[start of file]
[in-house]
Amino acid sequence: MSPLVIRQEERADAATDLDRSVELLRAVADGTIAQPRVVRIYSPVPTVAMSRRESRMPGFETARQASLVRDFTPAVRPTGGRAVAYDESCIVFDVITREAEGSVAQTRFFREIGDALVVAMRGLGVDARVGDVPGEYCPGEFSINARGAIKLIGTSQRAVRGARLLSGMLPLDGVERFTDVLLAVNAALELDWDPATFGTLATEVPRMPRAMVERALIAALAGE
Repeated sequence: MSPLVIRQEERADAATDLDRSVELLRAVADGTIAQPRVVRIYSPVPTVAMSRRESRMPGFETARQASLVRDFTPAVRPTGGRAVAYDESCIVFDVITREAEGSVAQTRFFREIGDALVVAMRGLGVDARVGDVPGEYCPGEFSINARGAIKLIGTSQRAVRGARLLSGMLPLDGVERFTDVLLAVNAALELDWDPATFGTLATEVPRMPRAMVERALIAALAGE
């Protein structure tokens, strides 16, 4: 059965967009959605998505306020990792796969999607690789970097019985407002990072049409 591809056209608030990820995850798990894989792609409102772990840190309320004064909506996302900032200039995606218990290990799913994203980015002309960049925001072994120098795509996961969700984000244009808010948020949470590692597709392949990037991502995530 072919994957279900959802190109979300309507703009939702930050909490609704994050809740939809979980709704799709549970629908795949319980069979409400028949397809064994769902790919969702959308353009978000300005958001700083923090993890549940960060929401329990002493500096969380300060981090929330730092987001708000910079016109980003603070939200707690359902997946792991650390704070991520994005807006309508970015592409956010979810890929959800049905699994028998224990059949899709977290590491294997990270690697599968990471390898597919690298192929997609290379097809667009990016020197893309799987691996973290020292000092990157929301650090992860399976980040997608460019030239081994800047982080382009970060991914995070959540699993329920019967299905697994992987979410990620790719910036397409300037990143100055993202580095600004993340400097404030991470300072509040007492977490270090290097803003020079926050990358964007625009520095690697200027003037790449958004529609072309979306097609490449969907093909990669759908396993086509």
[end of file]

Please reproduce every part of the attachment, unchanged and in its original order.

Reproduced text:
[in-house]
Amino acid sequence: MSPLVIRQEERADAATDLDRSVELLRAVADGTIAQPRVVRIYSPVPTVAMSRRESRMPGFETARQASLVRDFTPAVRPTGGRAVAYDESCIVFDVITREAEGSVAQTRFFREIGDALVVAMRGLGVDARVGDVPGEYCPGEFSINARGAIKLIGTSQRAVRGARLLSGMLPLDGVERFTDVLLAVNAALELDWDPATFGTLATEVPRMPRAMVERALIAALAGE
Repeated sequence: MSPLVIRQEERADAATDLDRSVELLRAVADGTIAQPRVVRIYSPVPTVAMSRRESRMPGFETARQASLVRDFTPAVRPTGGRAVAYDESCIVFDVITREAEGSVAQTRFFREIGDALVVAMRGLGVDARVGDVPGEYCPGEFSINARGAIKLIGTSQRAVRGARLLSGMLPLDGVERFTDVLLAVNAALELDWDPATFGTLATEVPRMPRAMVERALIAALAGE
């Protein structure tokens, strides 16, 4: 059965967009959605998505306020990792796969999607690789970097019985407002990072049409 591809056209608030990820995850798990894989792609409102772990840190309320004064909506996302900032200039995606218990290990799913994203980015002309960049925001072994120098795509996961969700984000244009808010948020949470590692597709392949990037991502995530 072919994957279900959802190109979300309507703009939702930050909490609704994050809740939809979980709704799709549970629908795949319980069979409400028949397809064994769902790919969702959308353009978000300005958001700083923090993890549940960060929401329990002493500096969380300060981090929330730092987001708000910079016109980003603070939200707690359902997946792991650390704070991520994005807006309508970015592409956010979810890929959800049905699994028998224990059949899709977290590491294997990270690697599968990471390898597919690298192929997609290379097809667009990016020197893309799987691996973290020292000092990157929301650090992860399976980040997608460019030239081994800047982080382009970060991914995070959540699993329920019967299905697994992987979410990620790719910036397409300037990143100055993202580095600004993340400097404030991470300072509040007492977490270090290097803003020079926050990358964007625009520095690697200027003037790449958004529609072309979306097609490449969907093909990669759908396993086509």